The goal of the mentoring program is to assist the mentee in developing professionally. Therefore, the mentoring relationship should focus on achieving goals that have been identified by both parties. At the same time, mentoring should also be flexible enough to adapt to changing needs as the relationship develops.
The mentoring program is designed to last up to one year, but may be shortened if requested by the mentee. The first three months will be considered a trial period. At the end of that period, the mentoring relationship will be assessed in consultation with the program coordinator to determine if program and individual goals are being met and if the relationship is working for the mentee. If either the mentor or the mentee feel that the relationship is not working satisfactorily, either party may request a change with the program coordinator after the trial period. At that time, the program coordinator will make every effort to find another mentor. However, neither party should be made to feel such a request is a personal failure.
At the end of one year or the conclusion of the mentoring relationship, the mentee will meet with the program coordinator to determine if program goals have been achieved. Under certain circumstances the mentoring relationship may be extended beyond a year, but only after agreement with the mentor, the program coordinator, and the mentee’s supervisor. The mentoring program will be evaluated by asking participants to complete an evaluation at the conclusion of the mentoring relationship.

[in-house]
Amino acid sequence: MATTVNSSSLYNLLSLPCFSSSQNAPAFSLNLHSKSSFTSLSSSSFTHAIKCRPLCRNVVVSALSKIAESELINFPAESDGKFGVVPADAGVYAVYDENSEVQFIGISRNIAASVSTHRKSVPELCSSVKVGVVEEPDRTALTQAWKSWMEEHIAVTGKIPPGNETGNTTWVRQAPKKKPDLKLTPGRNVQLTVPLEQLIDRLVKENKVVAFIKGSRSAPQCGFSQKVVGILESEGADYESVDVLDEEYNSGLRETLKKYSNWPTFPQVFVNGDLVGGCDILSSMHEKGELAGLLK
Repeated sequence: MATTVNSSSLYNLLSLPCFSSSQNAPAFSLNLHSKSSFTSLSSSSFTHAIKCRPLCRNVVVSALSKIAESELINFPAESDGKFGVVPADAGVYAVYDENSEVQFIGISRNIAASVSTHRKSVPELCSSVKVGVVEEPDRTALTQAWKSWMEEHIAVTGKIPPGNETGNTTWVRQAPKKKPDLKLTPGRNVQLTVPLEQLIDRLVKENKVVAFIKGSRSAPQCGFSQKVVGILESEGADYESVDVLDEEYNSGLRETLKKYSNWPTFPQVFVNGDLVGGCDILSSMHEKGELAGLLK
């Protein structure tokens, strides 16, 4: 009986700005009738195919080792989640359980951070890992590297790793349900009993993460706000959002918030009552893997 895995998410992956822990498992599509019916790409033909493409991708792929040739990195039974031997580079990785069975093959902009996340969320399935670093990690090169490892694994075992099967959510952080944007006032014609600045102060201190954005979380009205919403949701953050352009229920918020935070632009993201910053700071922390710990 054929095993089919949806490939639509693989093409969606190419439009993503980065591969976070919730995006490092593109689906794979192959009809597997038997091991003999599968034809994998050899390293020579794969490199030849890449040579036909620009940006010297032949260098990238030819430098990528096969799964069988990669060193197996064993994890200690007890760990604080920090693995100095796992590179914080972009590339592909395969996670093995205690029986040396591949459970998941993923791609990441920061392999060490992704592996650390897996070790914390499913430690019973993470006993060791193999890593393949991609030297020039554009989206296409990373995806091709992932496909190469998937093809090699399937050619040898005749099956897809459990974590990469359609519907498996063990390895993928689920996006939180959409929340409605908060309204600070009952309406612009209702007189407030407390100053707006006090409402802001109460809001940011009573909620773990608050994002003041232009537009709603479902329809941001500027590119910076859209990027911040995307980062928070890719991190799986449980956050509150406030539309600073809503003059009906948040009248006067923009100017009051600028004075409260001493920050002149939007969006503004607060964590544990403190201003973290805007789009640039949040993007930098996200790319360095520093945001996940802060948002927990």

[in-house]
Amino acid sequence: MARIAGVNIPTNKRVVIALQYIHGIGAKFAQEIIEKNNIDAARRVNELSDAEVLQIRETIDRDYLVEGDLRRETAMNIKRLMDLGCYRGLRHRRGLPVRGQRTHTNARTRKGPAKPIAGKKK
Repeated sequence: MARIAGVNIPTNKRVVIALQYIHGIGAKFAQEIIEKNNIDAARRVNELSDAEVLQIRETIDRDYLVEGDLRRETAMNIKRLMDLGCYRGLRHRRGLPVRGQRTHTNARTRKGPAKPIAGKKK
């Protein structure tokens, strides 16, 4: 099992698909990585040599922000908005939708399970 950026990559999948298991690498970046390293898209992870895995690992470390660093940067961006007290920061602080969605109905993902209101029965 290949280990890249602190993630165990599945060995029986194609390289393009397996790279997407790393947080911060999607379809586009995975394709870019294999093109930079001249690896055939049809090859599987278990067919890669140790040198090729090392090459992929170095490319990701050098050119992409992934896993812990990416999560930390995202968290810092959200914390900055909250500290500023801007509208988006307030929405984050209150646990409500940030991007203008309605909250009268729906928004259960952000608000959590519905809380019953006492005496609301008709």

Unless warranted, mentors are only allowed to work with one mentee at a time.
All staff in the program (both mentors and mentees) should inform their direct supervisor of their involvement. The mentoring relationship and other mentoring activities may take place at various times, but staff should be allowed full participation in the program during working hours. At the same time, employees should be sensitive to assigned duties and coverage of public service areas when making appointments with their mentors or mentees. The mentoring program coordinator will send a letter to the mentee’s supervisor notifying them of his/her official involvement in the program. Any conflict over involvement in the program should be directed to the program coordinator. Conflicts that cannot be resolved at that level should be taken, if necessary, to the Central University Librarian.
Both mentor and mentee must agree to the confidentiality of their discussions. Honesty, openness, and trust are important to the success of a mentoring relationship. Both mentor and mentee should be able to offer feedback to each other in order to make the relationship successful. Although negative feelings, complaints, and frustrations may come up occasionally, the mentoring relationship should not be viewed as a time for negative ventilation. Rather, the relationship should be based on constructive dialogue in which the goals of the mentee can be met. Mentors should be sensitive to the needs of mentees, and mentees should be willing to accept constructive feedback.
Mentoring within a formal program should allow for flexibility while at the same time providing some structure that develops and maintains a commitment to the relationship. To that end, the following time elements are suggestions that should be agreed upon by both the mentor and the mentee. Meetings should be scheduled in advance rather than a casual "drop by when necessary" approach. Mentees should be welcome to drop by at times, but scheduled appointments will usually result in a more constructive use of time.
Mentor Roles and Responsibilities